Onshore wind projects supported by local people will be approved more quickly in England, in new measures being brought forward by the government today (5 September 2023).
The government has now streamlined planning rules, meaning local areas have a greater say in how onshore wind projects should be considered, ultimately resulting in electricity bill savings and increased national energy security.
The measures include broadening the ways that suitable locations can be identified, including by communities, and speeding up the process of allocating sites by giving alternatives to the local plan process. This will ensure the whole community has a say, not just a small number of objectors – paving the way for more onshore wind projects to come online where they have community support.
This will mean local policy on onshore wind continues to be decided by elected local councillors, accountable to local people, and plans are taken forward where they can demonstrate local support and address planning impacts identified by the community.
Communities backing local wind farms could also benefit from cheaper energy under proposals to incentivise more projects announced today. The government has consulted on proposals for improved benefits and rewards for communities backing onshore wind farms and will set out next steps this autumn.
Secretary of State for Levelling Up, Housing and Communities, Michael Gove said:
To increase our energy security and develop a cleaner, greener economy, we are introducing new measures to allow local communities to back onshore wind power projects.
This will only apply in areas where developments have community support, but these changes will help build on Britain’s enormous success as a global leader in offshore wind, helping us on our journey to Net Zero.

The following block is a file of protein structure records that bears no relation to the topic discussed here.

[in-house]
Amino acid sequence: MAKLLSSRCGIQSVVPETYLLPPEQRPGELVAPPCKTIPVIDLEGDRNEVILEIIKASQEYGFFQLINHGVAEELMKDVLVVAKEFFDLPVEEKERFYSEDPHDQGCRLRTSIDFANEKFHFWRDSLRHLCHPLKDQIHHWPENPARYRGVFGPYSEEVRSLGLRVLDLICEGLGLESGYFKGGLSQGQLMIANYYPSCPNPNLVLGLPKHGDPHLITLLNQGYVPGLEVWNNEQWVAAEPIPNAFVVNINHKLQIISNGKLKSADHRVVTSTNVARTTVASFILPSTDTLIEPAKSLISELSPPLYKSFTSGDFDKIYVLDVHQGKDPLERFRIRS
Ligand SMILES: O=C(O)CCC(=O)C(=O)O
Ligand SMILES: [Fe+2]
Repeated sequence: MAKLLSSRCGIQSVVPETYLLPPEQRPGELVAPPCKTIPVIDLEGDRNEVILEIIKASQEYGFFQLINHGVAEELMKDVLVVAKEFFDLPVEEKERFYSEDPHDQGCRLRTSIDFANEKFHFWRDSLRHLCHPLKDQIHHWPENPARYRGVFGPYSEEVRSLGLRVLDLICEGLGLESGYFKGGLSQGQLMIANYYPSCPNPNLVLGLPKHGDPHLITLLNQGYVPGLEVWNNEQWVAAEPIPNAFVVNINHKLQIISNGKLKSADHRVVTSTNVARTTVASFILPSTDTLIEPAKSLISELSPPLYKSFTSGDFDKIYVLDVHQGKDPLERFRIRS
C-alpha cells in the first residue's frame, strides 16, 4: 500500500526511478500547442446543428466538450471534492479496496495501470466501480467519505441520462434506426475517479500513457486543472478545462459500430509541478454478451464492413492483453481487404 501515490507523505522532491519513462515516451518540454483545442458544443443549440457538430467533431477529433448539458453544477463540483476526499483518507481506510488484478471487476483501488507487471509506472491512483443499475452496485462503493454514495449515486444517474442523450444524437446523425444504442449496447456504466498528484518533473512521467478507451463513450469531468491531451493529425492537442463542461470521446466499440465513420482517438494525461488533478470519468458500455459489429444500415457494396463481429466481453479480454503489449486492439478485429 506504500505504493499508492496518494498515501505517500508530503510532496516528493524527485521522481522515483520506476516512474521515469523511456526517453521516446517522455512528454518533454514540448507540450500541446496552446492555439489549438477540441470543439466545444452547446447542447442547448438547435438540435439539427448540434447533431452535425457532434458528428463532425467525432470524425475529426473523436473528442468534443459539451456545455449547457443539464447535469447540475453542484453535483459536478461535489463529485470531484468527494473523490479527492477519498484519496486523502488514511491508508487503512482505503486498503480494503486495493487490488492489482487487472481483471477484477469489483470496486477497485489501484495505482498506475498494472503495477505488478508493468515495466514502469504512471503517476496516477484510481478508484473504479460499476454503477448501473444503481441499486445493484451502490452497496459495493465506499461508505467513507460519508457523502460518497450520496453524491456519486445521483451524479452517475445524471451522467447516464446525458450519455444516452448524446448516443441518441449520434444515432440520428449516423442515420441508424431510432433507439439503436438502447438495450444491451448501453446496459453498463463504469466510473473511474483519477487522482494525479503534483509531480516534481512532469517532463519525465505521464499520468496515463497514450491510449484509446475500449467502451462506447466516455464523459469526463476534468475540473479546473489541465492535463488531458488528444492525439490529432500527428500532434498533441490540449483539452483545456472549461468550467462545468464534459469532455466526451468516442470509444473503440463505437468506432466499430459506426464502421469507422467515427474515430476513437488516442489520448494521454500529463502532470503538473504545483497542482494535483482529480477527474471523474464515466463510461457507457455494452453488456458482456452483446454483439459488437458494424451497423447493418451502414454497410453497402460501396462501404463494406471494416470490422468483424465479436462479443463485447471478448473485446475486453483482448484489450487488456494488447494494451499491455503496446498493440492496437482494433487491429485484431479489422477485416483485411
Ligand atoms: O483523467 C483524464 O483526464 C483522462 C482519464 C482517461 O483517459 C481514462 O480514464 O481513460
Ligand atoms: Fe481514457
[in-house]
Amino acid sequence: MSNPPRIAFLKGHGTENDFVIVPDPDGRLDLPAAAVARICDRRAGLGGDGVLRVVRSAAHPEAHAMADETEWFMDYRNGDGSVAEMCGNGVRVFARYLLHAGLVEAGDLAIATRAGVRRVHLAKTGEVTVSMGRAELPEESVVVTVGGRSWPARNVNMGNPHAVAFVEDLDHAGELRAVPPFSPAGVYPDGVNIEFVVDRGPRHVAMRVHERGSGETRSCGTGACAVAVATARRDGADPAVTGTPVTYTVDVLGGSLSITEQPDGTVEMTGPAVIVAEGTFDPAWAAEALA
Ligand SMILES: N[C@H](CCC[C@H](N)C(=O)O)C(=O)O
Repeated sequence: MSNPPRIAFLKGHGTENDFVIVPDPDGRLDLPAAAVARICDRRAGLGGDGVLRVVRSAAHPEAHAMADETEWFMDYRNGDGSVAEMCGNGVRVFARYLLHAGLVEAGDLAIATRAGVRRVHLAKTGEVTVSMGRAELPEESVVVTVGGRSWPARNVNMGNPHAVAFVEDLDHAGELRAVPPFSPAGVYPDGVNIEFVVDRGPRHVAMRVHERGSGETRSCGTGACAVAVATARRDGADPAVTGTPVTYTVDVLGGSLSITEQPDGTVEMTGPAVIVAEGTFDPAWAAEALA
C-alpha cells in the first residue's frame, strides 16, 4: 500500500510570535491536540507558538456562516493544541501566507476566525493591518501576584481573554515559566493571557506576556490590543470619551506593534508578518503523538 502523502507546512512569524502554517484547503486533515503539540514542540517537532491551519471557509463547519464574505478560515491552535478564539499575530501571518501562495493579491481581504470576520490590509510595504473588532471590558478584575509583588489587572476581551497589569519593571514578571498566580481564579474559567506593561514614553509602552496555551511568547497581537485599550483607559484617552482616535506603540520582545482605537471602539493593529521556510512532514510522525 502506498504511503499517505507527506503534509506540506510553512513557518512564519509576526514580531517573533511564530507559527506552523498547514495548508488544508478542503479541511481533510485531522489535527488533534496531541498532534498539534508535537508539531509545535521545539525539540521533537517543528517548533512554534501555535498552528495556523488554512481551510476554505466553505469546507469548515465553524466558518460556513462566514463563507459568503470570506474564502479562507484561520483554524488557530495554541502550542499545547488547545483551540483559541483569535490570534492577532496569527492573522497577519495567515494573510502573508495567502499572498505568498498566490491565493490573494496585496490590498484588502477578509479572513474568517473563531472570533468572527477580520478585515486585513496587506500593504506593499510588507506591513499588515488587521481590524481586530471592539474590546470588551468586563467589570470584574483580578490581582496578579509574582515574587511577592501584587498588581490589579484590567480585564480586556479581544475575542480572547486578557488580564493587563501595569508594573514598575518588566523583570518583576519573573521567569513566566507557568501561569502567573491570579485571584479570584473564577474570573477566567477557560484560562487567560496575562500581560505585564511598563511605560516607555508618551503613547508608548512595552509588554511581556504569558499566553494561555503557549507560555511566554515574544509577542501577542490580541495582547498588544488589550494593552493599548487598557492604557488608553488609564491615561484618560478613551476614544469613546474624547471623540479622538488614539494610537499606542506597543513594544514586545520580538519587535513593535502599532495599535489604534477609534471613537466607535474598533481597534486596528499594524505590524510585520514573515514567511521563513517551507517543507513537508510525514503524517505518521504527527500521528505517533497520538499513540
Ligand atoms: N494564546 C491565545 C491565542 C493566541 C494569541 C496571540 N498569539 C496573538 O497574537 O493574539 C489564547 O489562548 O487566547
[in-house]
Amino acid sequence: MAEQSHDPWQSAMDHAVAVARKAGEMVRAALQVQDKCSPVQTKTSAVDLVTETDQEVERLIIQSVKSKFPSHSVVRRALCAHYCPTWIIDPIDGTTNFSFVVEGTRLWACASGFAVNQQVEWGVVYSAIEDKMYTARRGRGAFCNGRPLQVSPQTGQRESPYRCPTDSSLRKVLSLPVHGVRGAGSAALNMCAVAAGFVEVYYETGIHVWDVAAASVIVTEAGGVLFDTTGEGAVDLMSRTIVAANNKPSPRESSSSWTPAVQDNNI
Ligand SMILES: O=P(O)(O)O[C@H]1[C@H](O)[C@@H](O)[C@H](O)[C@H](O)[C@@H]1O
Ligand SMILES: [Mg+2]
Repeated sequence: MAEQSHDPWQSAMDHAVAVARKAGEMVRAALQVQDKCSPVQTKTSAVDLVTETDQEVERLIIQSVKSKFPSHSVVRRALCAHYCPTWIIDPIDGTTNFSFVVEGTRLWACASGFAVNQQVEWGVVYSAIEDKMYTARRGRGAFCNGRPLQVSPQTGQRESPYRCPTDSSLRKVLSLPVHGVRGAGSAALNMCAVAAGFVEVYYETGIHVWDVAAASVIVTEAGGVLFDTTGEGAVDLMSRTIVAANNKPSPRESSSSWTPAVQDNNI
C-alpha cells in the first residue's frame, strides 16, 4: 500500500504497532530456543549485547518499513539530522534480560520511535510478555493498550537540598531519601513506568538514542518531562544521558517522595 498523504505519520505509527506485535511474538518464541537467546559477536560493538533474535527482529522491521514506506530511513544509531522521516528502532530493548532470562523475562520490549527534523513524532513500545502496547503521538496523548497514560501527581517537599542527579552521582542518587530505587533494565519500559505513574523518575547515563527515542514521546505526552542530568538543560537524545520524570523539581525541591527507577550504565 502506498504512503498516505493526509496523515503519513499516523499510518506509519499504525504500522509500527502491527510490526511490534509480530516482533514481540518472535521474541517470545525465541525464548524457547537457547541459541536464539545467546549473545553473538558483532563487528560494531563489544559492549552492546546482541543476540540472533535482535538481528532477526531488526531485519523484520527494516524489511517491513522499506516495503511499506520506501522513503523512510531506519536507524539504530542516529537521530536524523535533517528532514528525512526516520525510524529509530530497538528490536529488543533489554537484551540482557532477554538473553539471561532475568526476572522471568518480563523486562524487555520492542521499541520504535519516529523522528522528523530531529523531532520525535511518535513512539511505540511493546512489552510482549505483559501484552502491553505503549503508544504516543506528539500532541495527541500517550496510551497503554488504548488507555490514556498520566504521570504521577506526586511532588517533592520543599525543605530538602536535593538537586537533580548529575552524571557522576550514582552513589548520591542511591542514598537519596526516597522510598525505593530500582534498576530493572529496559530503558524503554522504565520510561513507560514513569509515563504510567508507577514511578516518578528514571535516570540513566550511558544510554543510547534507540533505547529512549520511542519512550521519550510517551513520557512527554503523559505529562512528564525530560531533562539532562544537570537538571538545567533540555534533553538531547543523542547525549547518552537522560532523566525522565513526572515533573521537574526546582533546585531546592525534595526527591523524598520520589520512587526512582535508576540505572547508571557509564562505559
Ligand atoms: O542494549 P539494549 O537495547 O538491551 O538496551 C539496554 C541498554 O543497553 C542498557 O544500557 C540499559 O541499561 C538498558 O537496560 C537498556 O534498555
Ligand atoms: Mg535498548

Secretary of State for Energy and Net Zero, Claire Coutinho said:
The Energy Bill is the most significant piece of energy legislation in a generation and will help us provide a cleaner, cheaper and more secure energy system for the UK.
Renewables are a crucial part of our energy transition. They accounted for just 7% of our electricity generation in 2010, and almost 48% in the first quarter of this year. The UK is already home to the world’s 4 largest offshore wind farms, and we have invested and made available over £1 billion for Sizewell C – the first direct state backing of a nuclear project in over 30 years.
Onshore wind also has a key role to play and these changes will help speed up the delivery of projects where local communities want them.
In its response to the consultation, the government has confirmed today:
- Communities are able to bring forward proposals for onshore wind – planning policy will be changed to make clear onshore wind developments can be identified in several ways rather than through local plans. This includes through Local Development Orders and Community Right to Build Orders.
- Councils should consider the views of the whole community, rather than a small minority, when considering a planning application. This includes addressing the planning impact of onshore wind projects as identified by local communities.
Renewable energies fuelled 42% of the UK’s electricity generation in 2022, up from 7% in 2010. However, the government knows it must go further and faster to generate the clean and renewable energy the country needs.
These changes to the National Planning Policy Framework build on the progress already made to expand renewables which has seen more than £120 billion investment since 2010, kickstarting new industries like floating offshore wind and tidal power.
The announcement comes as the Energy Bill returns to Parliament, the most significant piece of energy legislation in a generation. The Bill will provide a cleaner, more affordable, and more secure energy system that is fit for the future.
The government will respond in full to the National Planning Policy Framework later this year.